St. Charles Hotel

From Lane Co Oregon

[edit] Illustrated History of Lane County, p. 440

This hostlery was first built in 1855, by Dr. Renfrew, and conducted by him until 1874, its manager during 1872-74 being D. A. Rice. In 1873 the brick building adjoining was erected and became a part of the hotel. In 1874 the property was rented by Charles Baker, who conducted it for a year; for another year it was again in the hands of Dr. Renfrew, who finally sold it to Charles Baker, who in turn exchanged it for the Astor House property with Geo. B. Dorris, who is now the proprietor. It has since been leased to various parties, the present lessee being William Hersey Watkins. The St. Charles hotel is one of the most comfortable and best conducted hotels on the Pacific Coast. There are two other hotels in the city, the "Home" and the "Star," while a third, of brick, and three stories high, has just been commenced by Charles Baker.

[edit] Eugene State Journal, September 8, 1864


Eugene City, Oregon

A. Renfrew, proprietor.

This established and popular HOTEL is open for the accommodation of travelers and the public generally.

Commodious rooms, a well supplied table, and good beds are among the inducements offered to guests at this Hotel.

The California and Oregon Stages

Have their Office at the St. Charles, and make It their point of starting and arrival.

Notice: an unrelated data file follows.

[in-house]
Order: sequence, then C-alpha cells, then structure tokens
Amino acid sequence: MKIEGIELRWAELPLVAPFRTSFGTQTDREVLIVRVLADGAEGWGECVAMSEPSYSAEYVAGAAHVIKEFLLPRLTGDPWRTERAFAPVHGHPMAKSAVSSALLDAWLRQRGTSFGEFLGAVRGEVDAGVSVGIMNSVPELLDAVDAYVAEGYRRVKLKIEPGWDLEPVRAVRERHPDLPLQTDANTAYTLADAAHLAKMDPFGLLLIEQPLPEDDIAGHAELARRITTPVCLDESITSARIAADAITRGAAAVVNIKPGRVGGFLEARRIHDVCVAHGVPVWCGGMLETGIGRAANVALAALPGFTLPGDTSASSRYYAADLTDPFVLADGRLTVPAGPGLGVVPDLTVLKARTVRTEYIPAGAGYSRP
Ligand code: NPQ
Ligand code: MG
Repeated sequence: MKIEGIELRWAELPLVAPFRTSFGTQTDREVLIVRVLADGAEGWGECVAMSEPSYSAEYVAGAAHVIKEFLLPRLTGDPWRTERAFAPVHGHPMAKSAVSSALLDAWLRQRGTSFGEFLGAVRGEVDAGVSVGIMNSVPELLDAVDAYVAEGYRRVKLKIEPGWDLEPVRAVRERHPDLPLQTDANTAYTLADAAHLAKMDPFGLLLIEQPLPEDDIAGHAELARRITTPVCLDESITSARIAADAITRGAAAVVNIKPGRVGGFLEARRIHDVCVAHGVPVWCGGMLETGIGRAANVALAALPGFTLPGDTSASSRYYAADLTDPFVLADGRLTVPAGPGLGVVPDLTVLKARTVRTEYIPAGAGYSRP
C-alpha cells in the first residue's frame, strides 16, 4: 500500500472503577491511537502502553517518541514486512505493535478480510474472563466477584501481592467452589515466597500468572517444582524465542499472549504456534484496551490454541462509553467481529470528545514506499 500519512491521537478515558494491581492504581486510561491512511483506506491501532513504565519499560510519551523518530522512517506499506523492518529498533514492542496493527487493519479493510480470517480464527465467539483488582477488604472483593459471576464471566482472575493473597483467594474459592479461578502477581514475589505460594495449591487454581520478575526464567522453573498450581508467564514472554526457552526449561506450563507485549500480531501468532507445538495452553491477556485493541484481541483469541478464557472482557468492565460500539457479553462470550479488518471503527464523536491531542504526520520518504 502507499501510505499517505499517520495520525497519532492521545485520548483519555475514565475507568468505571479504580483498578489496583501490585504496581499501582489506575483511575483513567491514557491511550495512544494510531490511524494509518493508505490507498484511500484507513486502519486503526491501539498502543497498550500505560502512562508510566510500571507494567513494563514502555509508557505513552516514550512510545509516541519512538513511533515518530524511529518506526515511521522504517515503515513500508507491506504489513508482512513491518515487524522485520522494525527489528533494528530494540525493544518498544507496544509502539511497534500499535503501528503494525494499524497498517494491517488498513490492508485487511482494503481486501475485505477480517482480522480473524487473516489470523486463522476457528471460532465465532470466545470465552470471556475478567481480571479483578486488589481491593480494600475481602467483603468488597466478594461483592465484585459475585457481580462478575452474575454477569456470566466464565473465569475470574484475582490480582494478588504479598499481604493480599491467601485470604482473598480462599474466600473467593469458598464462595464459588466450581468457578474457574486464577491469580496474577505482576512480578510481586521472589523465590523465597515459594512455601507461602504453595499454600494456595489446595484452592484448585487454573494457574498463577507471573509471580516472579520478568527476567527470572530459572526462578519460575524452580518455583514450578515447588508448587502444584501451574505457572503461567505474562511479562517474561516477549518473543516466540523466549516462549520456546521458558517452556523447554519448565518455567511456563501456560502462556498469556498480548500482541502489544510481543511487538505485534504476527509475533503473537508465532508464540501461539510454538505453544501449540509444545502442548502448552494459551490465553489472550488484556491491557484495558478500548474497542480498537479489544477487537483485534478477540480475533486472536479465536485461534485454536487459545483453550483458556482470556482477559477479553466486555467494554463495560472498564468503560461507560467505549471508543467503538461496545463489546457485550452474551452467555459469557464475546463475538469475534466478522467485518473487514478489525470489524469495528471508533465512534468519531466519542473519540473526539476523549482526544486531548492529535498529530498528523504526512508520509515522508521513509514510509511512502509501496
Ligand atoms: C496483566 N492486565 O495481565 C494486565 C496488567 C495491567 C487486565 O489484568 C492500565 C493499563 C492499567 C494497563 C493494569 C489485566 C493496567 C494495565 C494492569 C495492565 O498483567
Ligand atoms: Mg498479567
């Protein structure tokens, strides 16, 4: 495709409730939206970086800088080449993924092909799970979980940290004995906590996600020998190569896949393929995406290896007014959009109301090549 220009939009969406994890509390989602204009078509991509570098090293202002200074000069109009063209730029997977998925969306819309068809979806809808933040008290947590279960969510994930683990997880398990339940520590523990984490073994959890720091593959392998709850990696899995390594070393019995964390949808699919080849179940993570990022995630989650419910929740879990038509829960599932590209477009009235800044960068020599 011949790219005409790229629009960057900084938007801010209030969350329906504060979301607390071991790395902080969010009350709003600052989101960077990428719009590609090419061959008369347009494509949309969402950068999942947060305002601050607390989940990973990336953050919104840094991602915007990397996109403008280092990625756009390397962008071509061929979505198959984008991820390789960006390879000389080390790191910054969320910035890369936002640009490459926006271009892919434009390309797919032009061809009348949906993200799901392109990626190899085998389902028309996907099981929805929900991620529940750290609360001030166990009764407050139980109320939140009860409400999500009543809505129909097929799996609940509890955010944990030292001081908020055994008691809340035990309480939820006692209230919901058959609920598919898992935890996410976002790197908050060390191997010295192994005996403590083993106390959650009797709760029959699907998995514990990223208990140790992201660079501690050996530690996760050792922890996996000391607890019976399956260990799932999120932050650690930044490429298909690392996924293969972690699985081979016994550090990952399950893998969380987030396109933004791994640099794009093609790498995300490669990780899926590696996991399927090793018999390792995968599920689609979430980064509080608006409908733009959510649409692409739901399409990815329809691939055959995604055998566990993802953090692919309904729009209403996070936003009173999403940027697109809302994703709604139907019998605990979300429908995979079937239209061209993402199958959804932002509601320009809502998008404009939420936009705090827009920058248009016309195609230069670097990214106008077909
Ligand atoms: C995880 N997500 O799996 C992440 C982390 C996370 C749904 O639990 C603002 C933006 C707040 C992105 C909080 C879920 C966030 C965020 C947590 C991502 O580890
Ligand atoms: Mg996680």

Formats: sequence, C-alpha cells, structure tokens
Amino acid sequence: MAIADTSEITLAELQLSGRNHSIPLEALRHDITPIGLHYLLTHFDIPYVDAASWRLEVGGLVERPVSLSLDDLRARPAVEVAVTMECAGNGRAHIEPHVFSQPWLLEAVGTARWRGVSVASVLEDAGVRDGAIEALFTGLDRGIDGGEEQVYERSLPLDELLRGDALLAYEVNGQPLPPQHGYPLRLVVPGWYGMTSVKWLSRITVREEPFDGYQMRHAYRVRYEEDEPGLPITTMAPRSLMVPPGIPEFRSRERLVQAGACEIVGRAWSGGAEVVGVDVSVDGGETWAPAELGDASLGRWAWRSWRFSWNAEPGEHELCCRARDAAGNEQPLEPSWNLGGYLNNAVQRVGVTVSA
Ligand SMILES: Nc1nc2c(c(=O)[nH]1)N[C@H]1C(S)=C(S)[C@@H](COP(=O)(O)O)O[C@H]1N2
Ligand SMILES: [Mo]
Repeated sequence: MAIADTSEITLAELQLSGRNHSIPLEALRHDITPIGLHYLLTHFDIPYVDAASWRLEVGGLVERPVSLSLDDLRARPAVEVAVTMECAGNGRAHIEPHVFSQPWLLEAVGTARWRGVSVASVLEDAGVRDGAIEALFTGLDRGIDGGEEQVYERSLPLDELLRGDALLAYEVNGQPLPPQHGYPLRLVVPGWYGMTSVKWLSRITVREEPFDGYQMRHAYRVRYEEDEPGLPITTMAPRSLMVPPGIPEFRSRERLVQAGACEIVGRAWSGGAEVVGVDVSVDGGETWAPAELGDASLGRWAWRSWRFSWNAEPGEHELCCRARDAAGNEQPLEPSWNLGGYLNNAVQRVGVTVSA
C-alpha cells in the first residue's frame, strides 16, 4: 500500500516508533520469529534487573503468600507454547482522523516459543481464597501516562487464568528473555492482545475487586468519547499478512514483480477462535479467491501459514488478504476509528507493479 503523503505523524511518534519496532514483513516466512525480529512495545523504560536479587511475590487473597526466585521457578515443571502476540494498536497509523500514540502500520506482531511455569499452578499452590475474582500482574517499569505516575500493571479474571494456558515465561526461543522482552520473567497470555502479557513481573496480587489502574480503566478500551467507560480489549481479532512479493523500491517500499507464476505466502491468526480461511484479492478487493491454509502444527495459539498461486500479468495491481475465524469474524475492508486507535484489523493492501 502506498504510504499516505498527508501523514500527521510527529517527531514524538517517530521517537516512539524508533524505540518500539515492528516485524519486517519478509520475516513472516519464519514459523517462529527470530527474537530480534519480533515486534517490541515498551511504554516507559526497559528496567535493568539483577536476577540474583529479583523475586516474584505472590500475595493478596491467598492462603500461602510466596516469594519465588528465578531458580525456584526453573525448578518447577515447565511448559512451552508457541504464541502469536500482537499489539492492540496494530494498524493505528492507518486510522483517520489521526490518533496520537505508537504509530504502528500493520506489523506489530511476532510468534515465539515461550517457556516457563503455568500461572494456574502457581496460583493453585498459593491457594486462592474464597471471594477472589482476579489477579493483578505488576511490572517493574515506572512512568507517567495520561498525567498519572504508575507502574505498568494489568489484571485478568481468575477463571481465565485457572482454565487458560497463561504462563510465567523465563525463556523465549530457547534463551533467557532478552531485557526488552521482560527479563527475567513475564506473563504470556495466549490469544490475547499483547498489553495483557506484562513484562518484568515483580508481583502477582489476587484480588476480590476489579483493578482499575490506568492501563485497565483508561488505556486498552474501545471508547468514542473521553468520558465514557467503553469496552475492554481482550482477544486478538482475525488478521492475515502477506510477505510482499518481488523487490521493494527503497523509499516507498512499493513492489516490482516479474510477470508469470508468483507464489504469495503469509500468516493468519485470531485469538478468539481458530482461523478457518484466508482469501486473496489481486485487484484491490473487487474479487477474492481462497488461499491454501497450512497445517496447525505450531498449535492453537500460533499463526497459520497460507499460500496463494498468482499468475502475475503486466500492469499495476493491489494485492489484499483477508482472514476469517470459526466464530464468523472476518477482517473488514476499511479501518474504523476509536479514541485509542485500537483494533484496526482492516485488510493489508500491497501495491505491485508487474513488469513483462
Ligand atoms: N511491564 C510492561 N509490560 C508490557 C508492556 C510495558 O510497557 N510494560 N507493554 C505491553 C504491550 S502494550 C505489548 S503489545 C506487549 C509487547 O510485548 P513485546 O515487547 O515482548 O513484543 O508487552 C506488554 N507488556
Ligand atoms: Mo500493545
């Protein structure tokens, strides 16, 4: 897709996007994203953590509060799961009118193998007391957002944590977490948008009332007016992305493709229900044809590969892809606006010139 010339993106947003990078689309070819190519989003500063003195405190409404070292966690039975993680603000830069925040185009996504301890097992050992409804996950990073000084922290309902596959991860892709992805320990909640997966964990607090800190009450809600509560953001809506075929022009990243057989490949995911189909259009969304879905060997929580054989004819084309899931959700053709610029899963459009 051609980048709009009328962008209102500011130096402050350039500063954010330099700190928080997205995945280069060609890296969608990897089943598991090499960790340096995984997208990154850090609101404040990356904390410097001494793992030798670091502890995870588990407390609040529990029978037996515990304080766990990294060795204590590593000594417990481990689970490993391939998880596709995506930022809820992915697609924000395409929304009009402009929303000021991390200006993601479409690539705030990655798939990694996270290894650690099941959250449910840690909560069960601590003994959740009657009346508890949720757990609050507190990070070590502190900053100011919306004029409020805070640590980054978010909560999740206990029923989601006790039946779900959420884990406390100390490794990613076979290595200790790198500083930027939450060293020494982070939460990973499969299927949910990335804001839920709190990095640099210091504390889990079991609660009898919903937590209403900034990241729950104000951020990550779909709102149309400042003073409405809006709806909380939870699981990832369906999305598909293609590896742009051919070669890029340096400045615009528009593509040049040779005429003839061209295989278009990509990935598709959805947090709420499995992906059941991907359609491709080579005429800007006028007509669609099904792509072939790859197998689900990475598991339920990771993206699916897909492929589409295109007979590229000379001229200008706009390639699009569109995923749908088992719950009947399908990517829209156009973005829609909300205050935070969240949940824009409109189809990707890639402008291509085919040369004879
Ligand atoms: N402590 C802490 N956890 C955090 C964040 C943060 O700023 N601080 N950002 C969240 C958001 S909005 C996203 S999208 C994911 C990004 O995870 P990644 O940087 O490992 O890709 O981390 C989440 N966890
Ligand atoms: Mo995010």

Parties traveling in their own conveyances can have their vehicles and animals well cared for.

A. RENFREW, Proprietor.

Eugene City, Sept. 8. 1864, 28-tf

[edit] Knights of the Whip, p, 89

From Robinett's Station the stage road led north twelve miles, through boggy Camas Swale, to Eugene City on the Willamette River. Here the stages stopped at Dr. Renfrew's St. Charles Hotel. Later in the 19th century, historian A.G. Walling would say the St. Charles was "one of the most comfortable and best conducted hotels on the Pacific Coast... Large maples shaded the front of the hotel, and Mrs. Tirildy Renfrew's good meals could be enjoyed inside for 25 cents.

In 1927, 83-7ear-old Edward J. McClanahan, the famous "whip" of Staging Days, reminisced to an interviewer about his acquaintance with the historic old hotel. In the late 1860s Big Ed had the stage run between Eugene City and Oakland, a distance of 57 miles, which he drove each day going alternate directions. When his stage had covered the distance from Oakland, through the mud and ruts and corduroy, uphill and down, he arrived in Eugene City, and , with a flourish, swung up under the maples before the St. Charles. Ed said sometimes he had eight or ten passengers, occasionally twenty on a big Concord, and sometimes only one. Whatever the number, they always ate supper at the St. Charles, where "Aunt Tirildy" Renfrew had a good, big pioneer meal waiting for them. And there the drivers ate.

The passengers unloaded, McClanahan would drive down to the large stage barn at Broadway and Charnelton, go around to the back entrance and swing his four or six grays inside to be exchanged for a fresh team.

The St. Charles was torn down after a fire on March 2, 1960. The site of the St. Charles Hotel is on the northeast corner of Broadway and Willamette, on the Mall in Eugene. The hotel site is now occupied by a bank and Hoffman's Jewelry Store.

The site of the stage barn is on the southeast corner of Broadway and Charnelton Streets, where B. Dalton Books and Olympic Outfitters now stand.

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